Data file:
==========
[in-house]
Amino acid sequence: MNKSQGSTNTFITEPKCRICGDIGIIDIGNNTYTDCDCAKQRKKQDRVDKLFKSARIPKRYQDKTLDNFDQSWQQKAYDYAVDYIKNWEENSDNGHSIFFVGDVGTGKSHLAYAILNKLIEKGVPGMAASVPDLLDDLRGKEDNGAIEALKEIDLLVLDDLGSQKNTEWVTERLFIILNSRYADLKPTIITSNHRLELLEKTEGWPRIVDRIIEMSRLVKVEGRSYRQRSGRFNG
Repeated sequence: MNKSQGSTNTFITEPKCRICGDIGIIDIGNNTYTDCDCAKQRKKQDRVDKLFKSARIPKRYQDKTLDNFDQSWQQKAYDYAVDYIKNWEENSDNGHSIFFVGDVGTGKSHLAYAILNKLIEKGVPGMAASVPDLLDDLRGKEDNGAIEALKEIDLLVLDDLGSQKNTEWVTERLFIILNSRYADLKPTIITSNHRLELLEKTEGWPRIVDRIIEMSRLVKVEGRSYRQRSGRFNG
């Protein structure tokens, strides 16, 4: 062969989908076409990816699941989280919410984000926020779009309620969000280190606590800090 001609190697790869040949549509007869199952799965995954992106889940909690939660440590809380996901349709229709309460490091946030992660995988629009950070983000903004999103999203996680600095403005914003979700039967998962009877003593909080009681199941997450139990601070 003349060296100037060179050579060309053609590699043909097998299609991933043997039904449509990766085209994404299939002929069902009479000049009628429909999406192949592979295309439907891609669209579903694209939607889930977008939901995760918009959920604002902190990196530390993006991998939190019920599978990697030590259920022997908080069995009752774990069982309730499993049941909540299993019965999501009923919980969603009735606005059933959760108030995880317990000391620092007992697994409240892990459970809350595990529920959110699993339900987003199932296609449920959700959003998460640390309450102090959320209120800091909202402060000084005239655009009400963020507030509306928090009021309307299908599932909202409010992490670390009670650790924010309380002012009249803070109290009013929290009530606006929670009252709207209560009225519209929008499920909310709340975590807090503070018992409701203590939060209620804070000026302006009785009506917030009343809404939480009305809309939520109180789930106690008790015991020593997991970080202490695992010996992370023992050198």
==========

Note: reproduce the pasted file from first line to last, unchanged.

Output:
[in-house]
Amino acid sequence: MNKSQGSTNTFITEPKCRICGDIGIIDIGNNTYTDCDCAKQRKKQDRVDKLFKSARIPKRYQDKTLDNFDQSWQQKAYDYAVDYIKNWEENSDNGHSIFFVGDVGTGKSHLAYAILNKLIEKGVPGMAASVPDLLDDLRGKEDNGAIEALKEIDLLVLDDLGSQKNTEWVTERLFIILNSRYADLKPTIITSNHRLELLEKTEGWPRIVDRIIEMSRLVKVEGRSYRQRSGRFNG
Repeated sequence: MNKSQGSTNTFITEPKCRICGDIGIIDIGNNTYTDCDCAKQRKKQDRVDKLFKSARIPKRYQDKTLDNFDQSWQQKAYDYAVDYIKNWEENSDNGHSIFFVGDVGTGKSHLAYAILNKLIEKGVPGMAASVPDLLDDLRGKEDNGAIEALKEIDLLVLDDLGSQKNTEWVTERLFIILNSRYADLKPTIITSNHRLELLEKTEGWPRIVDRIIEMSRLVKVEGRSYRQRSGRFNG
């Protein structure tokens, strides 16, 4: 062969989908076409990816699941989280919410984000926020779009309620969000280190606590800090 001609190697790869040949549509007869199952799965995954992106889940909690939660440590809380996901349709229709309460490091946030992660995988629009950070983000903004999103999203996680600095403005914003979700039967998962009877003593909080009681199941997450139990601070 003349060296100037060179050579060309053609590699043909097998299609991933043997039904449509990766085209994404299939002929069902009479000049009628429909999406192949592979295309439907891609669209579903694209939607889930977008939901995760918009959920604002902190990196530390993006991998939190019920599978990697030590259920022997908080069995009752774990069982309730499993049941909540299993019965999501009923919980969603009735606005059933959760108030995880317990000391620092007992697994409240892990459970809350595990529920959110699993339900987003199932296609449920959700959003998460640390309450102090959320209120800091909202402060000084005239655009009400963020507030509306928090009021309307299908599932909202409010992490670390009670650790924010309380002012009249803070109290009013929290009530606006929670009252709207209560009225519209929008499920909310709340975590807090503070018992409701203590939060209620804070000026302006009785009506917030009343809404939480009305809309939520109180789930106690008790015991020593997991970080202490695992010996992370023992050198």